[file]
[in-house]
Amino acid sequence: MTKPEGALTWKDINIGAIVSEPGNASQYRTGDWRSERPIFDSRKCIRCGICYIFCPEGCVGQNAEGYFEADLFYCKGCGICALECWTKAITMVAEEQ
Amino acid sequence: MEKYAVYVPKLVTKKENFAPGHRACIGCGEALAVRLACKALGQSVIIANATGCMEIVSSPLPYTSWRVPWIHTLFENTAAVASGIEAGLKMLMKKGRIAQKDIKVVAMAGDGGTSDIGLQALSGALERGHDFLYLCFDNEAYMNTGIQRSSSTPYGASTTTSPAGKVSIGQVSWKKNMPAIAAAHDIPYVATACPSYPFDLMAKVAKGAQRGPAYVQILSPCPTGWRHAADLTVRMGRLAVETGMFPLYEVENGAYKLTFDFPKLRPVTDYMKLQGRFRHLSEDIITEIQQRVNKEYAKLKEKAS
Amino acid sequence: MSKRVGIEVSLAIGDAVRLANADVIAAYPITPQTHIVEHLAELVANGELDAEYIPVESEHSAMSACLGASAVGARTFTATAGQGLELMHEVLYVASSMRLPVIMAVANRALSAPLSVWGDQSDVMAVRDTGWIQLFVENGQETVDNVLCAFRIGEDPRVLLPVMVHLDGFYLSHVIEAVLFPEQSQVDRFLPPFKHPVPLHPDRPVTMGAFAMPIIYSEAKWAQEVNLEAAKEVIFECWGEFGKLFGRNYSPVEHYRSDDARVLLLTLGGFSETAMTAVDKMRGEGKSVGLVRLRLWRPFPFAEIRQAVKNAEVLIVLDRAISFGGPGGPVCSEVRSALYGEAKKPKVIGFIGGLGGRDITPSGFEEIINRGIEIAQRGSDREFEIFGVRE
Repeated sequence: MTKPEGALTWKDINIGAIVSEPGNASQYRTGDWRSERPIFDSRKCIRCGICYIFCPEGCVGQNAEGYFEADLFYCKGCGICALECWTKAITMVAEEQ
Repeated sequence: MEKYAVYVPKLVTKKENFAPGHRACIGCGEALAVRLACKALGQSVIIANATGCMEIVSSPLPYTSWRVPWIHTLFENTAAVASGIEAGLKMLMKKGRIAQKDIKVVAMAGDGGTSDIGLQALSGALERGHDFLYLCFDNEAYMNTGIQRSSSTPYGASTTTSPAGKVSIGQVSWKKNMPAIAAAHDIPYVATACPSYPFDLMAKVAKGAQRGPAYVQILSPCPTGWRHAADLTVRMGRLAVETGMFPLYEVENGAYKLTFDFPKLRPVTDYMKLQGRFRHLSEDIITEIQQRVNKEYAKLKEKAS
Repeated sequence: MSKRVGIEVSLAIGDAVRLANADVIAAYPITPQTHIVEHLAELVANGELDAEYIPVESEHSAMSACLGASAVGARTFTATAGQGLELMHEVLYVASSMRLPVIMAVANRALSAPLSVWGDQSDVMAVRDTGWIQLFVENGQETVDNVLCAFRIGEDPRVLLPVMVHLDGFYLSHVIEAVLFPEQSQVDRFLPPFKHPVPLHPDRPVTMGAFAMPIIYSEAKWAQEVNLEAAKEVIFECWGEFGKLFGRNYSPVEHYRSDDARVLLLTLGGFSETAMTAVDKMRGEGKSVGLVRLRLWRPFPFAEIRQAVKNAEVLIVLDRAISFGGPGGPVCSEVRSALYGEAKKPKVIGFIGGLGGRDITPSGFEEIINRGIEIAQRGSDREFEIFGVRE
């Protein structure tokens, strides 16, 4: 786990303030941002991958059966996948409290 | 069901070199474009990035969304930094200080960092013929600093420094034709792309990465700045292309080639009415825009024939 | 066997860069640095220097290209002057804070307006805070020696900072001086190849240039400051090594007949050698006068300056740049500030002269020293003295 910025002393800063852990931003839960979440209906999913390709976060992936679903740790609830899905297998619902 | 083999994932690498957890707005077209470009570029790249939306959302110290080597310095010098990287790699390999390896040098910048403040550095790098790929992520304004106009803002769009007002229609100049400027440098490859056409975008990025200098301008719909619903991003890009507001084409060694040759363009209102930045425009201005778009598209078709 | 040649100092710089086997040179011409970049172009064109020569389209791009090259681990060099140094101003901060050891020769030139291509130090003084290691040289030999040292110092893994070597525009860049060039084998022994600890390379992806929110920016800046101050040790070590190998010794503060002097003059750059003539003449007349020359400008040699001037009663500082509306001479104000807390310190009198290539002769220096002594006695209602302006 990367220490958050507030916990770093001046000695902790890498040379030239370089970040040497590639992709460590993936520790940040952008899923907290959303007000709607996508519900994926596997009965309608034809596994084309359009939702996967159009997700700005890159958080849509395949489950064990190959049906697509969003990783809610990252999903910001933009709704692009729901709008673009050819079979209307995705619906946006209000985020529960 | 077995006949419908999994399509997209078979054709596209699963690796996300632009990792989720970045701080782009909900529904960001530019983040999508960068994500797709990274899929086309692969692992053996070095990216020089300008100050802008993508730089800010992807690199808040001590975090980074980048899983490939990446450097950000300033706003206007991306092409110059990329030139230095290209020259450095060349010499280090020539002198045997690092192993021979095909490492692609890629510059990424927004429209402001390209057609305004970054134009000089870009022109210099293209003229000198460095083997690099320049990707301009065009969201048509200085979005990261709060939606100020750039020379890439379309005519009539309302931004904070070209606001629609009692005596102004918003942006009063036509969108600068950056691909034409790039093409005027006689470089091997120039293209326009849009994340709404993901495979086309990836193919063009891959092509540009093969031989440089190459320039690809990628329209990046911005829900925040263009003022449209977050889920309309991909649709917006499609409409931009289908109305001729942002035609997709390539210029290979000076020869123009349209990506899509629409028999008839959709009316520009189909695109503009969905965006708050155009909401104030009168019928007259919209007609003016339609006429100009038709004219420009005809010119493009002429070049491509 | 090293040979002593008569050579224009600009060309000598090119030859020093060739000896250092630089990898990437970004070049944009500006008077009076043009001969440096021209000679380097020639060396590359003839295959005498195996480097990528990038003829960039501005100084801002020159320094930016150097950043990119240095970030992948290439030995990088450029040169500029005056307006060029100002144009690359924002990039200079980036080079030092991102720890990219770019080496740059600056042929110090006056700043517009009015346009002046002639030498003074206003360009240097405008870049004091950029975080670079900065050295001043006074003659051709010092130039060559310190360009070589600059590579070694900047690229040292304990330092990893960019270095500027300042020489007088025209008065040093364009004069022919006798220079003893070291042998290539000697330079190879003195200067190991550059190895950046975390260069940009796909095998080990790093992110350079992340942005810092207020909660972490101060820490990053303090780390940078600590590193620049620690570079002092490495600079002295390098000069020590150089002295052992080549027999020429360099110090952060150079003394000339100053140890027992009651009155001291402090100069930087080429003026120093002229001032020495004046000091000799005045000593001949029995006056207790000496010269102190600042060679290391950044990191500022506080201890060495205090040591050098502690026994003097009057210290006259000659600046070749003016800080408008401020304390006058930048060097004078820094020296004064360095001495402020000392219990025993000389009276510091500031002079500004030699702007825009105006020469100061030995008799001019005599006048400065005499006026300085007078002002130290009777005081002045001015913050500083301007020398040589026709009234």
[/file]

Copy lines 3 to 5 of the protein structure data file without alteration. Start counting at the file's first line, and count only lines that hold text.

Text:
Amino acid sequence: MEKYAVYVPKLVTKKENFAPGHRACIGCGEALAVRLACKALGQSVIIANATGCMEIVSSPLPYTSWRVPWIHTLFENTAAVASGIEAGLKMLMKKGRIAQKDIKVVAMAGDGGTSDIGLQALSGALERGHDFLYLCFDNEAYMNTGIQRSSSTPYGASTTTSPAGKVSIGQVSWKKNMPAIAAAHDIPYVATACPSYPFDLMAKVAKGAQRGPAYVQILSPCPTGWRHAADLTVRMGRLAVETGMFPLYEVENGAYKLTFDFPKLRPVTDYMKLQGRFRHLSEDIITEIQQRVNKEYAKLKEKAS
Amino acid sequence: MSKRVGIEVSLAIGDAVRLANADVIAAYPITPQTHIVEHLAELVANGELDAEYIPVESEHSAMSACLGASAVGARTFTATAGQGLELMHEVLYVASSMRLPVIMAVANRALSAPLSVWGDQSDVMAVRDTGWIQLFVENGQETVDNVLCAFRIGEDPRVLLPVMVHLDGFYLSHVIEAVLFPEQSQVDRFLPPFKHPVPLHPDRPVTMGAFAMPIIYSEAKWAQEVNLEAAKEVIFECWGEFGKLFGRNYSPVEHYRSDDARVLLLTLGGFSETAMTAVDKMRGEGKSVGLVRLRLWRPFPFAEIRQAVKNAEVLIVLDRAISFGGPGGPVCSEVRSALYGEAKKPKVIGFIGGLGGRDITPSGFEEIINRGIEIAQRGSDREFEIFGVRE
Repeated sequence: MTKPEGALTWKDINIGAIVSEPGNASQYRTGDWRSERPIFDSRKCIRCGICYIFCPEGCVGQNAEGYFEADLFYCKGCGICALECWTKAITMVAEEQ